Graham will be constructed by Huawei (Huawei Canada), which will make it the most powerful supercomputer ever built by the company. Huawei’s current top performer is the one installed at the Poznan Supercomputing and Networking Center in Poland. That supercomputer, named HETMAN, delivers 1.37 peak petaflops.

Later this year, a third big system, which will be known as Niagara, is scheduled to be installed at the University of Toronto.  It’s anticipated to have approximately 66,000 cores, with no mention of any GPUs. It looks to be just a big vanilla x86 cluster intended for large scaled-out workloads that are not necessarily amenable to manycore acceleration. The vendor has yet to be announced.

The fourth ARC machine is Arbutus, a Lenovo system that was installed last year at the University of Victoria in British Colombia and came online in September 2016. Compared to the other three machines, this is a relatively small cluster, with just 248 nodes and 6,944 cores. The nodes are hooked together with 10GbE, and its main purpose is to host virtual machines and other types of cloud workloads for researchers needing HPC machinery.

The additional computational capacity of these new supercomputers is sorely needed by Canadian scientists. More than 10,000 researchers spread across 70-plus different institutions rely on these systems, and much of the existing hardware is well past its use-by date.  There are a number of machines in the current network that are running with ancient AMD Opterons and Nehalem-era Intel Xeons. Some still employ obsolete interconnects like Quadrics and Myrinet.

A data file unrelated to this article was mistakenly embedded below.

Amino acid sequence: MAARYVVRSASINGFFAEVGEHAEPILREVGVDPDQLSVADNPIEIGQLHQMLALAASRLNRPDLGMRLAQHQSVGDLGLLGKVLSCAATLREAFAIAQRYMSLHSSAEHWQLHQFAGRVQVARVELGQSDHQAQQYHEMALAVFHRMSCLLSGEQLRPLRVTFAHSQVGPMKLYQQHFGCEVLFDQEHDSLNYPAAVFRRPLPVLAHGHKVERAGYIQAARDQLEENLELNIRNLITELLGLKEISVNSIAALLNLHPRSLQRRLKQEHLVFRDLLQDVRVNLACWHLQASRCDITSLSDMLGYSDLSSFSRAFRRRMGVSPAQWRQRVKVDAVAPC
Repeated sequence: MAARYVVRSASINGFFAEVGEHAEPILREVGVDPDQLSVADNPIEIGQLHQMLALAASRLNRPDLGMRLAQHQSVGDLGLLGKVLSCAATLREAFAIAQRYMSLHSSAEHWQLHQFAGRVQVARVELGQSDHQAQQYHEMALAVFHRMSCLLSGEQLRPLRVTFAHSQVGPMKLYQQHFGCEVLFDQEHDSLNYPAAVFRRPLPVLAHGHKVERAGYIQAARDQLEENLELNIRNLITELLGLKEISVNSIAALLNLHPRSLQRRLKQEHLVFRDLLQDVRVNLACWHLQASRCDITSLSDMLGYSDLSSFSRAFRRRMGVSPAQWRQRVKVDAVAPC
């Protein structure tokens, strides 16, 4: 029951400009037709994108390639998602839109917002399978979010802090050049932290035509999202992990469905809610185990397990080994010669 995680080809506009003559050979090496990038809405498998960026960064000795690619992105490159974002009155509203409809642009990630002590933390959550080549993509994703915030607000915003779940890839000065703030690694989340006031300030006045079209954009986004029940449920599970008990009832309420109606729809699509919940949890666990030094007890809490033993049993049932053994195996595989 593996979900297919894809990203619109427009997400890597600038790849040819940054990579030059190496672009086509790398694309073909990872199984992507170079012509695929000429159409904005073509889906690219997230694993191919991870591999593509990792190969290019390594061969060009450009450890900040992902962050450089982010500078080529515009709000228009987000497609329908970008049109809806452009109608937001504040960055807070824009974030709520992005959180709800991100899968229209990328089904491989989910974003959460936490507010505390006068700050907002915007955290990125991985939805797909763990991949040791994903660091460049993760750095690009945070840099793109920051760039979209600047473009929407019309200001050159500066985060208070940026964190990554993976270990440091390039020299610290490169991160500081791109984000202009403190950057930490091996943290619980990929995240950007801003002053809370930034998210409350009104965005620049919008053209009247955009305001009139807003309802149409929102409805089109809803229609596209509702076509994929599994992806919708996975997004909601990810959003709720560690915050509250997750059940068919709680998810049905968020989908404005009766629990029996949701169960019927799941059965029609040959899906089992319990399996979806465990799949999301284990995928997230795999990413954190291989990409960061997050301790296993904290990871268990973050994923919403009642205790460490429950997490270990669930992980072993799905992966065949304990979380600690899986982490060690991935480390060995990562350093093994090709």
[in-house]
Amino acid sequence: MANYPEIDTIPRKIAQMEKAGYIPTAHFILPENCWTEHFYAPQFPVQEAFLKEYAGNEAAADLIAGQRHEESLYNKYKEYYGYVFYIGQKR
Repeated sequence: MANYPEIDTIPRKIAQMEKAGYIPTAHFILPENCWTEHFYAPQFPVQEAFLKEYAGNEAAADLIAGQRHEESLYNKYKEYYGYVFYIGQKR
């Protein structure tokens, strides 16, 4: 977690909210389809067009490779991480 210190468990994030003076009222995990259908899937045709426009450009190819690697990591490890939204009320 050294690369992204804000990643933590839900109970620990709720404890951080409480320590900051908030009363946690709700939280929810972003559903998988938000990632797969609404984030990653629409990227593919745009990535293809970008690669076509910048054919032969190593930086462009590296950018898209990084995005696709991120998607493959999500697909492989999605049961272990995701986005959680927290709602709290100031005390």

Last year, Compute Canada  performed a study that analyzed computational usage across existing supercomputers for different scientific disciplines. From 2010 through 2013, CPU usage rose dramatically across nearly all research domains.  But from 2013 to the end of 2015, usage leveled off as researchers filled the capacity on existing machines. There was even a slight drop in usage toward the end of this period as the oldest systems were decommissioned. The chart below tells the tale, with the Y-axis representing thousands of core-years.

 

Source: Compute Canada Technology Briefing, November 2016

 

The study also found that the many of the older systems were inadequate to run really large-scale jobs, and even the biggest systems, which could handle jobs of this size, had long queue wait times. Analysis showed that for 2016, the existing infrastructure would only be able to meet 54 percent of the requested computational resources and 20 percent of GPU requests.

With the new four system coming online over the next year, this should all change, giving Canadian researchers a lot more breathing room for compute and storage. Beyond that, Compute Canada anticipates a further build-out to provide 20 petaflops of computational capacity and more than 100 petabytes of storage. The timeline for this future upgrade has yet to be determined.